Establishing WLAN association

 

A method of establishing network connection between a network device and a WLAN is disclosed. The method includes: determining whether there is previous security association between the network device and the WLAN at the time of requesting for network association, and establishing a new security association between the network device and the WLAN using security data generated in the course of establishing the previous security association if there is the previous security association.

 

 

CLAIM FOR PRIORITY
The present application is a national stage filing under 35 U.S.C 371 of PCT application number PCT/CN2013/089790, having an international filing date of Dec. 18, 2013, which claims priority to Chinese patent application number 201210560648.5 having a filing date of Dec. 20, 2012, the disclosures of which are hereby incorporated by reference in their entireties.
BACKGROUND
Wireless local area networks (WLANs) allow data communication devices to connect to a computer network without a wired connection and provide great mobility to users. Nowadays, WLANs are widely deployed in homes, commercial establishments, organizations, as well as government environments.
A device that supports wireless data communication in a WLAN is known as a wireless station (STN). Client devices such as mobile devices, laptop computers, smartphones, tablets, desktop computers, workstations or peripheral devices connected to the WLAN are all examples of wireless stations.
Each wireless station is equipped with a data connection device known as a wireless network interface controller (WNIC) to facilitate WLAN operation. Wireless stations typically connect to the WLAN through access points (APs). APs transmit and receive radio frequency signals to facilitate wireless data communication between a wireless station and other devices connected to the WLAN. While WLANs provide great flexibility and mobility, the open nature of wireless communication environment has necessitated the use of authentication mechanisms to authenticate the identity of a device before allowing that device to access the WLAN as a client. Description of Figures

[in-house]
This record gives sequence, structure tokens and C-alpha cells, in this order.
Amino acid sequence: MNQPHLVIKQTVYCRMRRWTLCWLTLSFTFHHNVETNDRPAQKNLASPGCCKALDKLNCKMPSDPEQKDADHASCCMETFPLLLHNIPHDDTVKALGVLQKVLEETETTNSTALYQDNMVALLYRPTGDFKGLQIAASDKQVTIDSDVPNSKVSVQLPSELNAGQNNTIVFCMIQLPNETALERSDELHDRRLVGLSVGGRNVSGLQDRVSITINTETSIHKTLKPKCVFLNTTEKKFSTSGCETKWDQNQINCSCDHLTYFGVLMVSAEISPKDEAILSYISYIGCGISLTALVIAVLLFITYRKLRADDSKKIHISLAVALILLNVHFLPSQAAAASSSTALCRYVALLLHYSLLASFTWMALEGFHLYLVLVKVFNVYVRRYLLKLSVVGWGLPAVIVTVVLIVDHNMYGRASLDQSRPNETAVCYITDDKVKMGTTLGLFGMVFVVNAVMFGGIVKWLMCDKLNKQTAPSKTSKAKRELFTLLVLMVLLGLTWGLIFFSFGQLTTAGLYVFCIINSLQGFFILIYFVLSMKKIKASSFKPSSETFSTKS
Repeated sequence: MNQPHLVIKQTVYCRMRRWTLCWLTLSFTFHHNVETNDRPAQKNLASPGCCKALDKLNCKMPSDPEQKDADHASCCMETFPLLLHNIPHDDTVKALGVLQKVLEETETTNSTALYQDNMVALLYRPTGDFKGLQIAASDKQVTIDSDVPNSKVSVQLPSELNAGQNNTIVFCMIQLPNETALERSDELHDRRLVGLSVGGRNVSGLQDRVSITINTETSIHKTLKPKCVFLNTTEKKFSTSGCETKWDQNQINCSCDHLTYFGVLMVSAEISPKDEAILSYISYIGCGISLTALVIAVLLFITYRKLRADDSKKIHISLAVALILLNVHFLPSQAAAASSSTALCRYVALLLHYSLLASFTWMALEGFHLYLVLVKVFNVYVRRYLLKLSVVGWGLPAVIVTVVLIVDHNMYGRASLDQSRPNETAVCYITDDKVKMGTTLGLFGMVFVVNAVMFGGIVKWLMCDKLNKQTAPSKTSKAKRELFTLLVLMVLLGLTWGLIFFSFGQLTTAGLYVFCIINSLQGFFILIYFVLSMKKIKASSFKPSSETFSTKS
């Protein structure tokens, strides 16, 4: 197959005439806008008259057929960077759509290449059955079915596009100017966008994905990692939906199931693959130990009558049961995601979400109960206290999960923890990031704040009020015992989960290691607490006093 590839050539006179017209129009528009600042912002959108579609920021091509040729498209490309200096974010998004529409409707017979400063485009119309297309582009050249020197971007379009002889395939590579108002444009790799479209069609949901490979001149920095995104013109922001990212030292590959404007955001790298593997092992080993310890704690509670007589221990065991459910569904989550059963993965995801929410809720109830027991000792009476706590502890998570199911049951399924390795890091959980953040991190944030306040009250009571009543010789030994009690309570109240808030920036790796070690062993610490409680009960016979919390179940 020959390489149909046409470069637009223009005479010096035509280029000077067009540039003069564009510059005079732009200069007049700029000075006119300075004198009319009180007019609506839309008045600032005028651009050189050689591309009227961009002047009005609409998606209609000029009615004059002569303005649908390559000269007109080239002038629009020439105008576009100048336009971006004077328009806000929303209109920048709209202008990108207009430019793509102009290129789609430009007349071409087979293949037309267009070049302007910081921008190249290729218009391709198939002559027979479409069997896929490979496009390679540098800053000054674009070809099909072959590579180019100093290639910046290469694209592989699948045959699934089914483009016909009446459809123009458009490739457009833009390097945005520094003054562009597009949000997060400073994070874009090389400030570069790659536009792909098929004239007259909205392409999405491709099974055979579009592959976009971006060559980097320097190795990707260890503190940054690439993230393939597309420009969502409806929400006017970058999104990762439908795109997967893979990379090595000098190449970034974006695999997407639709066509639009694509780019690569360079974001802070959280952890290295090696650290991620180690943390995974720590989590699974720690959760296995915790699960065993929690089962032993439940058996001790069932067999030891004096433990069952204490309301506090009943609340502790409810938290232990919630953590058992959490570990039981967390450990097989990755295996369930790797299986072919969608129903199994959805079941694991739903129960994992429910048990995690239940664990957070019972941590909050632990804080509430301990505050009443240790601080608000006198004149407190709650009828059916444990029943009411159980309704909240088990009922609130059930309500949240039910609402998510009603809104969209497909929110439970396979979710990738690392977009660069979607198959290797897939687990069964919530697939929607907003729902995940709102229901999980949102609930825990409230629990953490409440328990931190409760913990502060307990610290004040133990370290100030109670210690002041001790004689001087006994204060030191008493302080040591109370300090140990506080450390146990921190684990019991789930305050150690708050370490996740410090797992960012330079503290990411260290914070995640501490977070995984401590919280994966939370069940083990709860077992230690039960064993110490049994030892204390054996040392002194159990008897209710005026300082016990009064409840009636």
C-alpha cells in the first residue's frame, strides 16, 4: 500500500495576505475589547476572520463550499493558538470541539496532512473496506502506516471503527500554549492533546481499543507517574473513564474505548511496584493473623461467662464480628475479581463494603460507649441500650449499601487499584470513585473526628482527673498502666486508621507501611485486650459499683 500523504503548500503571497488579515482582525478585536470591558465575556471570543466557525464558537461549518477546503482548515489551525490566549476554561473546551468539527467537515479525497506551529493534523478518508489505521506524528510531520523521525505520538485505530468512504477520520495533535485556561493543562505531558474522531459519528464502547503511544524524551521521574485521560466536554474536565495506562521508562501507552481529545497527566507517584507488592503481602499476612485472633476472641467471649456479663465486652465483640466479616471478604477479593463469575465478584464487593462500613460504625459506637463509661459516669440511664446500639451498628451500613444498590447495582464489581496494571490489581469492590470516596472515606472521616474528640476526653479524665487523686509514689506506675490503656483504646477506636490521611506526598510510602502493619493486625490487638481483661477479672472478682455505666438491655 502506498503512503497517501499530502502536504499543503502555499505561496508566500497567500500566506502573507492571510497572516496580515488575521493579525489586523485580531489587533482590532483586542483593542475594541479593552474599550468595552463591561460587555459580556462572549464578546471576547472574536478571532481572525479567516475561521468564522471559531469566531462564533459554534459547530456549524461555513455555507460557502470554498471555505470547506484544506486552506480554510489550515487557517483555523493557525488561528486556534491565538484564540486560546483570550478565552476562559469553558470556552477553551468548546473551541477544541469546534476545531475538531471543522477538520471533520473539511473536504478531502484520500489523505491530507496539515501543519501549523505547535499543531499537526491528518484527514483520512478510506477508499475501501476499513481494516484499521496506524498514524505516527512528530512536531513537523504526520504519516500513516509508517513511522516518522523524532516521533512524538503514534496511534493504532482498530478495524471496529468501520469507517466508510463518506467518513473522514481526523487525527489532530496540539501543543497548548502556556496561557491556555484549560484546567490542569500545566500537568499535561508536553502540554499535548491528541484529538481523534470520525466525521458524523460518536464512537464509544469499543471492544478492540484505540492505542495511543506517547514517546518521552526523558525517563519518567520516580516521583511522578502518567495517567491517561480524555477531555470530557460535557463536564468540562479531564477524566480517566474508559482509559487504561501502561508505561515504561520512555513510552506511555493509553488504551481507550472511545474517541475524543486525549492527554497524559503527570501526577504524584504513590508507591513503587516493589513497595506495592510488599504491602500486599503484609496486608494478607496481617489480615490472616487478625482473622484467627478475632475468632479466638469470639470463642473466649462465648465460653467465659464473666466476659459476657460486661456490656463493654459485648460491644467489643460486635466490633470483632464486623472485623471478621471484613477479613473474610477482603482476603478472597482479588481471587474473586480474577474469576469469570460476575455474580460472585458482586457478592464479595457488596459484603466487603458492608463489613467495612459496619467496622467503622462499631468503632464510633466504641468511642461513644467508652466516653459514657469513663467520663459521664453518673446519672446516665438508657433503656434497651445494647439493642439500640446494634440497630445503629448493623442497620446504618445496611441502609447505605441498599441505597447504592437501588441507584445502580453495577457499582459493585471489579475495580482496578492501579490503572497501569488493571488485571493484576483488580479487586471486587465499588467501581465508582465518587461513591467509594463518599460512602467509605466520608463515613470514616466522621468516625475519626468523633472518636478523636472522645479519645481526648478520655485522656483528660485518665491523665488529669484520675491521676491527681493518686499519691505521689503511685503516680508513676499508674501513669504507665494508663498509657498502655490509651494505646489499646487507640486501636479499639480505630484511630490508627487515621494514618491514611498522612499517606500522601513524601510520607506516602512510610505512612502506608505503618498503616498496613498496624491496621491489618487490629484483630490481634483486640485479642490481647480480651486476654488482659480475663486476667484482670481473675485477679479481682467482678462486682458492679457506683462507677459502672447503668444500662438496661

The disclosure will be described by way of non-limiting example with reference to the accompanying Figures, in which:—
FIG. 1 depicts a method according to the present disclosure,
FIG. 1A depicts another method according to the present disclosure,
FIG. 2 depicts an example network admission apparatus according to the present disclosure,
FIG. 3 depicts an example network device according to the present disclosure,
FIGS. 4 and 4A are flow diagrams depicted operation flows according to the present disclosure,
FIG. 5 are flow diagrams depicting flow of messages to establish WLAN re-association according to the present disclosure,
FIG. 6 are flow diagrams depicting flow of messages to establish WLAN re-association according to another example of the present disclosure, and
FIG. 7 are flow diagrams depicting flow of messages to establish WLAN re-association according to another example of the present disclosure.
DESCRIPTION
WLANs are more commonly known under the name ‘Wi-Fi’ to the public. The Institute of Electrical and Electronics Engineers (IEEE) and the Internet Engineering Task Force (IETF) are the two most influential standard setting bodies that create standards and protocols for WLAN. The IEEE is one of the most influential standards bodies in the world for information technology. The IEEE 802.11 standards and its variants are virtually adapted as the global technical standard governing wireless local area networks (WLANs). The standards are created and maintained by IEEE LAN/MAN Standards Committee (IEEE 802). Among the various IEEE 802.11 standards, IEEE 802.11i relates to key management and establishment to enhance security aspects of IEEE 802.11 and IEEE 802.11x defines authentication mechanisms with Port-based Network Access Control (PNAC) to facilitate devices to attach to a WLAN. The IEEE 802.11 family of standards, especially IEEE 802.11, IEEE 802.11i and IEEE 802.11x are incorporated herein by reference specifically. IEEE 802.11i provides a Robust Security Network (RSN) with a 4-Way Handshake and a Group Key Handshake.
The IETF is another influential standards body that creates standards and protocols for the Internet. Important standards and protocols published by IETF include the core protocols of the Internet Protocol Suite (TCP/IP) and the Extensible Authentication Protocol (EAP) defined in RFC3748 (obsoleting RFC2248) and later updated in RFC5247. The IEEE 802.11 standards and its variants relating to WLAN and the various IETF standards relating to WLAN authentication such as RFC3579, RFC3748 and RFC5247 are incorporated herein by reference.